Response Energy Consulting LLC Response Energy Consulting LLC Jump to: navigation, search Name Demand Response & Energy Consulting LLC Place Delanson, New York Zip NY 12053 Sector Efficiency Product Delanson-based demand response and energy efficiency consultants. Coordinates 42.748995°, -74.185794° Loading map... {"minzoom":false,"mappingservice":"googlemaps3","type":"ROADMAP","zoom":14,"types":["ROADMAP","SATELLITE","HYBRID","TERRAIN"],"geoservice":"google","maxzoom":false,"width":"600px","height":"350px","centre":false,"title":"","label":"","icon":"","visitedicon":"","lines":[],"polygons":[],"circles":[],"rectangles":[],"copycoords":false,"static":false,"wmsoverlay":"","layers":[],"controls":["pan","zoom","type","scale","streetview"],"zoomstyle":"DEFAULT","typestyle":"DEFAULT","autoinfowindows":false,"kml":[],"gkml":[],"fusiontables":[],"resizable":false,"tilt":0,"kmlrezoom":false,"poi":true,"imageoverlays":[],"markercluster":false,"searchmarkers":"","locations":[{"text":"","title":"","link":null,"lat":42.748995,"lon":-74.185794,"alt":0,"address":"","icon":"","group":"","inlineLabel":"","visitedicon":""}]}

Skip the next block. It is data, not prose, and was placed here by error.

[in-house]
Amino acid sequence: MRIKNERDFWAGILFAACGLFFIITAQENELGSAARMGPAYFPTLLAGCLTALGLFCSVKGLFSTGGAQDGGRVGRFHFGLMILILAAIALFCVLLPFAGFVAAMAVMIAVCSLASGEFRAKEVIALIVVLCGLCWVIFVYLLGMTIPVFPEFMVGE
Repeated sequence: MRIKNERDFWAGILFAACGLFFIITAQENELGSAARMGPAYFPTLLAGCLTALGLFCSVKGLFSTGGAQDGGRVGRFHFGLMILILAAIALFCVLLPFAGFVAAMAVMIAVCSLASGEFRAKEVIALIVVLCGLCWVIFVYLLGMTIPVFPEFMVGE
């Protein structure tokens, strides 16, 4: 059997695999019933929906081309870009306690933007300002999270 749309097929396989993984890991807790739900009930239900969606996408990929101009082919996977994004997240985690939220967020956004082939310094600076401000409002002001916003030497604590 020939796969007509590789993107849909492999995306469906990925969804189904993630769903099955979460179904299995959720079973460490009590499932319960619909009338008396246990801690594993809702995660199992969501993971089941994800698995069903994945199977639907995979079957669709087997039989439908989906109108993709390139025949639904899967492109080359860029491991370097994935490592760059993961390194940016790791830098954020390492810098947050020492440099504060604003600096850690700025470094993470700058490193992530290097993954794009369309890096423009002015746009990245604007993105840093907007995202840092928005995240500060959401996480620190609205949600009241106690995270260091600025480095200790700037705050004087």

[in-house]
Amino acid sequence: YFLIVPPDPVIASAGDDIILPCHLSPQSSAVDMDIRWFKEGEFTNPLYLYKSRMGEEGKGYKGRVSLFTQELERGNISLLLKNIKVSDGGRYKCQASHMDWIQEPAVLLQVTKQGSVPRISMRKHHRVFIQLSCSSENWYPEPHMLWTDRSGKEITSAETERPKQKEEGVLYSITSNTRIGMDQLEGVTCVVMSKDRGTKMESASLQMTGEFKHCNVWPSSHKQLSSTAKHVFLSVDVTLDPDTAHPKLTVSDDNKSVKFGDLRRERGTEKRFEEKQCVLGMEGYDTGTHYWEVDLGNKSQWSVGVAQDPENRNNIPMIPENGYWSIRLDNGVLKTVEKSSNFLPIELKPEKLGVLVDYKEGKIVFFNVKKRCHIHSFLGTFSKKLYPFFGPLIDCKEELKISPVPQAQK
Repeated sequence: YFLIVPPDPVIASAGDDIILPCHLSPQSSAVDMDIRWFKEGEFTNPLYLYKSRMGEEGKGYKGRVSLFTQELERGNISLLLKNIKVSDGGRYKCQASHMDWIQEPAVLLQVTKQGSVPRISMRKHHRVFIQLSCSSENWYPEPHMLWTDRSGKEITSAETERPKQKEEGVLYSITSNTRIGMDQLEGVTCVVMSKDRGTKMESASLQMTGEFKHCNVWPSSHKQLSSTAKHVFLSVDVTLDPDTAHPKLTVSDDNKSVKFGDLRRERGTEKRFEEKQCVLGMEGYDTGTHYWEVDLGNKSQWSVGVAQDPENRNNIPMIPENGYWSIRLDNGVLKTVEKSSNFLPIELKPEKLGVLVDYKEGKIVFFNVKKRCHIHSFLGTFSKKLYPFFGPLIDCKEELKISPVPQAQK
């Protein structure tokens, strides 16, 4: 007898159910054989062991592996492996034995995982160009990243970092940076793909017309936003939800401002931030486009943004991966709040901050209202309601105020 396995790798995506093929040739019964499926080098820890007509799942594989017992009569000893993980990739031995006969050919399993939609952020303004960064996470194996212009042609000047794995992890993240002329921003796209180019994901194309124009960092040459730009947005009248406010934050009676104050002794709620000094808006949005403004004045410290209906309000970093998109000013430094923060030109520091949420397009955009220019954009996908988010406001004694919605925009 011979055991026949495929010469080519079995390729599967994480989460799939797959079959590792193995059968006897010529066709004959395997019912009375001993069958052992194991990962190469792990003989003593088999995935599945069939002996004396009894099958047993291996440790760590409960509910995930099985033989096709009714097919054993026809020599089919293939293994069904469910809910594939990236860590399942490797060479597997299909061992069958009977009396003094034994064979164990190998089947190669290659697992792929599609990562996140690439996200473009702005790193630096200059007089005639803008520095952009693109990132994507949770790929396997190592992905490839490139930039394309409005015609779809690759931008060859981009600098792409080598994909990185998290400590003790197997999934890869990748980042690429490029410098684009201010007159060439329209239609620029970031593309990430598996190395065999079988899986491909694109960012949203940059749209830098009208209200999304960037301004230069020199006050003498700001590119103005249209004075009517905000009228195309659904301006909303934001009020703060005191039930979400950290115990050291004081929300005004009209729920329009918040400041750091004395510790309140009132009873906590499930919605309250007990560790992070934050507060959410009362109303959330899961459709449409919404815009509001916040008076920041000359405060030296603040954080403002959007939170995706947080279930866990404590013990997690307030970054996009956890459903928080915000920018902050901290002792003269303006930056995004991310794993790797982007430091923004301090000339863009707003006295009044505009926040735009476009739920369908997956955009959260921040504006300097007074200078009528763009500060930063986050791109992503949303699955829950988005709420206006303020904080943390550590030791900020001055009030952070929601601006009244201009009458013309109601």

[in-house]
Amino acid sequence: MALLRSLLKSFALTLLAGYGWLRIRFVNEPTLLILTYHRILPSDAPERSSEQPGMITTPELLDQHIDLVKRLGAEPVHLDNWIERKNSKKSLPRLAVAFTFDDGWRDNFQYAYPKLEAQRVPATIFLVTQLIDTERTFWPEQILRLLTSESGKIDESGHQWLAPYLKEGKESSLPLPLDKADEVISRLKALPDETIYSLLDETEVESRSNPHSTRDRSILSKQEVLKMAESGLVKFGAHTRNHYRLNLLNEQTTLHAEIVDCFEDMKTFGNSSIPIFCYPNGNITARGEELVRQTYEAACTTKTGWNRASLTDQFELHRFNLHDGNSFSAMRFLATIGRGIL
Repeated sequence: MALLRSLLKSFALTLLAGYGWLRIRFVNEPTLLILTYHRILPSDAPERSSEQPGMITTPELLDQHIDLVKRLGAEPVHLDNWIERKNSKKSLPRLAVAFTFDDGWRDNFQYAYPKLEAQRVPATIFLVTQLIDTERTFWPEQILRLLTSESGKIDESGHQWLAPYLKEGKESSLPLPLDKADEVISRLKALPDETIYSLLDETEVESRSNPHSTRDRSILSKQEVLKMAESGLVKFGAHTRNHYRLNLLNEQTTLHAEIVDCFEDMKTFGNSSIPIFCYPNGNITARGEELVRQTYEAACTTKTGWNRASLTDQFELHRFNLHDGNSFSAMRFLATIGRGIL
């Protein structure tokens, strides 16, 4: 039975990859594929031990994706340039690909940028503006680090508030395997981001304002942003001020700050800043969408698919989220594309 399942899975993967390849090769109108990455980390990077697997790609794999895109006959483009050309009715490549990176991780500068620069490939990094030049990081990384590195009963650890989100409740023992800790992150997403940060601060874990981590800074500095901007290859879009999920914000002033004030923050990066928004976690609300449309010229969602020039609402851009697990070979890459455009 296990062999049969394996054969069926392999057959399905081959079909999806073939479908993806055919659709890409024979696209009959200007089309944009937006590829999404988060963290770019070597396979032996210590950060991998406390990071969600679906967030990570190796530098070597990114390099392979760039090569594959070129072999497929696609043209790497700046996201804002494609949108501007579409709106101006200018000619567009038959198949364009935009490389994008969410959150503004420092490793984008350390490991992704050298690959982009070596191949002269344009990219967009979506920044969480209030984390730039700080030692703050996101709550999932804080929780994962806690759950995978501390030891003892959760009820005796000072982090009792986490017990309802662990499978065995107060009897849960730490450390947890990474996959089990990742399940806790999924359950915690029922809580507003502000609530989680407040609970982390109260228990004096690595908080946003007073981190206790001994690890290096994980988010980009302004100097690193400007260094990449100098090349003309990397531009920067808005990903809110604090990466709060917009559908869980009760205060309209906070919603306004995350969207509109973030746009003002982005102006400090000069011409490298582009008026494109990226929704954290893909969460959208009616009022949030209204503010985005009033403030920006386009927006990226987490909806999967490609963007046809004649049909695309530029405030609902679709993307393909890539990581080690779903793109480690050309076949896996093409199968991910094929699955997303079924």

438

Alternative and Transitional Energy Sources for Urban Transportation  

Science Journals Connector (OSTI)

In urban areas, the transportation sector is one of the principal sources of substantial energy consumption. Although public modes of transportation have ... cities still prefer owning and using their private cars

Linna Li; Becky P. Y. Loo

2014-03-01T23:59:59.000Z

439

Quantitative analysis of alternative transportation under environmental constraints  

E-Print Network (OSTI)

This thesis focuses on the transportation sector and its role in emissions of carbon dioxide (CO2) and conventional pollutant emissions. Specifically, it analyzes the potential for hydrogen based transportation, introducing ...

Sandoval López, Reynaldo

2006-01-01T23:59:59.000Z

440

Energy and water sector policy strategies for drought mitigation.  

SciTech Connect